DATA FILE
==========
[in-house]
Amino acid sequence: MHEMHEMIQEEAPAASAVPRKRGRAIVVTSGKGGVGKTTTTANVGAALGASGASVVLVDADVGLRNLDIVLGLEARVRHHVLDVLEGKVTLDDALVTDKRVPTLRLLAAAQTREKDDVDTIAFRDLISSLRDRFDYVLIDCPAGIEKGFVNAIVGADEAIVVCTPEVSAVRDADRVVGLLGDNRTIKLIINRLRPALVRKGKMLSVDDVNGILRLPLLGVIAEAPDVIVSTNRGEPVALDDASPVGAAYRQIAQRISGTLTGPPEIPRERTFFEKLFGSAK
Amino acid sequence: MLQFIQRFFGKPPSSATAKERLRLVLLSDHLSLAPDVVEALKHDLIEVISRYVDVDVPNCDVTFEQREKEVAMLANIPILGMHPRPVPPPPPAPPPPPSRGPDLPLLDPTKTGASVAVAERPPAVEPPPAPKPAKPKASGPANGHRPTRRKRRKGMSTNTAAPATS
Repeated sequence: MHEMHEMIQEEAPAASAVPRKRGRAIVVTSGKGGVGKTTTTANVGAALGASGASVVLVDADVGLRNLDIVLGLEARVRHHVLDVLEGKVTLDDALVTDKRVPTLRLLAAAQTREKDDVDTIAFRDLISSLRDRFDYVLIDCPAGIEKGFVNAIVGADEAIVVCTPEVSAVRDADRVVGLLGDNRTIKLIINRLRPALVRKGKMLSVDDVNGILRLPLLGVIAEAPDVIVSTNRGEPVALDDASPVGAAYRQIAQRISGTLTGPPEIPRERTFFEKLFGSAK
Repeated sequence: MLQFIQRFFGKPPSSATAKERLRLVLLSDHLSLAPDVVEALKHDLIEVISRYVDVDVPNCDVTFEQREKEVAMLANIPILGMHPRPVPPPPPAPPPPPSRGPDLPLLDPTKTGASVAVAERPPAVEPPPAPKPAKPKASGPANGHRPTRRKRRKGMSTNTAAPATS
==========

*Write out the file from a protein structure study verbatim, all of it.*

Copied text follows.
[in-house]
Amino acid sequence: MHEMHEMIQEEAPAASAVPRKRGRAIVVTSGKGGVGKTTTTANVGAALGASGASVVLVDADVGLRNLDIVLGLEARVRHHVLDVLEGKVTLDDALVTDKRVPTLRLLAAAQTREKDDVDTIAFRDLISSLRDRFDYVLIDCPAGIEKGFVNAIVGADEAIVVCTPEVSAVRDADRVVGLLGDNRTIKLIINRLRPALVRKGKMLSVDDVNGILRLPLLGVIAEAPDVIVSTNRGEPVALDDASPVGAAYRQIAQRISGTLTGPPEIPRERTFFEKLFGSAK
Amino acid sequence: MLQFIQRFFGKPPSSATAKERLRLVLLSDHLSLAPDVVEALKHDLIEVISRYVDVDVPNCDVTFEQREKEVAMLANIPILGMHPRPVPPPPPAPPPPPSRGPDLPLLDPTKTGASVAVAERPPAVEPPPAPKPAKPKASGPANGHRPTRRKRRKGMSTNTAAPATS
Repeated sequence: MHEMHEMIQEEAPAASAVPRKRGRAIVVTSGKGGVGKTTTTANVGAALGASGASVVLVDADVGLRNLDIVLGLEARVRHHVLDVLEGKVTLDDALVTDKRVPTLRLLAAAQTREKDDVDTIAFRDLISSLRDRFDYVLIDCPAGIEKGFVNAIVGADEAIVVCTPEVSAVRDADRVVGLLGDNRTIKLIINRLRPALVRKGKMLSVDDVNGILRLPLLGVIAEAPDVIVSTNRGEPVALDDASPVGAAYRQIAQRISGTLTGPPEIPRERTFFEKLFGSAK
Repeated sequence: MLQFIQRFFGKPPSSATAKERLRLVLLSDHLSLAPDVVEALKHDLIEVISRYVDVDVPNCDVTFEQREKEVAMLANIPILGMHPRPVPPPPPAPPPPPSRGPDLPLLDPTKTGASVAVAERPPAVEPPPAPKPAKPKASGPANGHRPTRRKRRKGMSTNTAAPATS